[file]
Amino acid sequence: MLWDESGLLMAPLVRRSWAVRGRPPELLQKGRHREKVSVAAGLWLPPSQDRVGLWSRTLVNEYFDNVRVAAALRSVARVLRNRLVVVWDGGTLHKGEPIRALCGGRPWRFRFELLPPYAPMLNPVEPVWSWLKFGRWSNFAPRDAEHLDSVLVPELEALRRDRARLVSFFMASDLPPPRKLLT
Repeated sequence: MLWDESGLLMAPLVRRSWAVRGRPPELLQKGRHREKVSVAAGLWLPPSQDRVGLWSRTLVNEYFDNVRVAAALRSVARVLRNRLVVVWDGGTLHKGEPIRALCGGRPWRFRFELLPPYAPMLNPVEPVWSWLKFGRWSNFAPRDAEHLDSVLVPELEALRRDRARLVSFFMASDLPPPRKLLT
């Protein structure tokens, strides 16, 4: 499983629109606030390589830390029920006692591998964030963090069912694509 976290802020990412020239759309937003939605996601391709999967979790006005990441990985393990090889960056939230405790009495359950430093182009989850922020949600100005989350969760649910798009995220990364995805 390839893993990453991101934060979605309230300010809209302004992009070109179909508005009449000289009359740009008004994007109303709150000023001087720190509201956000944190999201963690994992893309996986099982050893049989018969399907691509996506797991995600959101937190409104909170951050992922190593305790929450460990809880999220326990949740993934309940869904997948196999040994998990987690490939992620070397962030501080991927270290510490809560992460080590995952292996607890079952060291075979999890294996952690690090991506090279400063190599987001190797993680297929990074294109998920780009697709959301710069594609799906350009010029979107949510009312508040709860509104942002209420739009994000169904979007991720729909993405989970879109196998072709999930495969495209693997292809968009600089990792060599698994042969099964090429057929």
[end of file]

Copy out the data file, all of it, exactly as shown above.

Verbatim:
Amino acid sequence: MLWDESGLLMAPLVRRSWAVRGRPPELLQKGRHREKVSVAAGLWLPPSQDRVGLWSRTLVNEYFDNVRVAAALRSVARVLRNRLVVVWDGGTLHKGEPIRALCGGRPWRFRFELLPPYAPMLNPVEPVWSWLKFGRWSNFAPRDAEHLDSVLVPELEALRRDRARLVSFFMASDLPPPRKLLT
Repeated sequence: MLWDESGLLMAPLVRRSWAVRGRPPELLQKGRHREKVSVAAGLWLPPSQDRVGLWSRTLVNEYFDNVRVAAALRSVARVLRNRLVVVWDGGTLHKGEPIRALCGGRPWRFRFELLPPYAPMLNPVEPVWSWLKFGRWSNFAPRDAEHLDSVLVPELEALRRDRARLVSFFMASDLPPPRKLLT
């Protein structure tokens, strides 16, 4: 499983629109606030390589830390029920006692591998964030963090069912694509 976290802020990412020239759309937003939605996601391709999967979790006005990441990985393990090889960056939230405790009495359950430093182009989850922020949600100005989350969760649910798009995220990364995805 390839893993990453991101934060979605309230300010809209302004992009070109179909508005009449000289009359740009008004994007109303709150000023001087720190509201956000944190999201963690994992893309996986099982050893049989018969399907691509996506797991995600959101937190409104909170951050992922190593305790929450460990809880999220326990949740993934309940869904997948196999040994998990987690490939992620070397962030501080991927270290510490809560992460080590995952292996607890079952060291075979999890294996952690690090991506090279400063190599987001190797993680297929990074294109998920780009697709959301710069594609799906350009010029979107949510009312508040709860509104942002209420739009994000169904979007991720729909993405989970879109196998072709999930495969495209693997292809968009600089990792060599698994042969099964090429057929």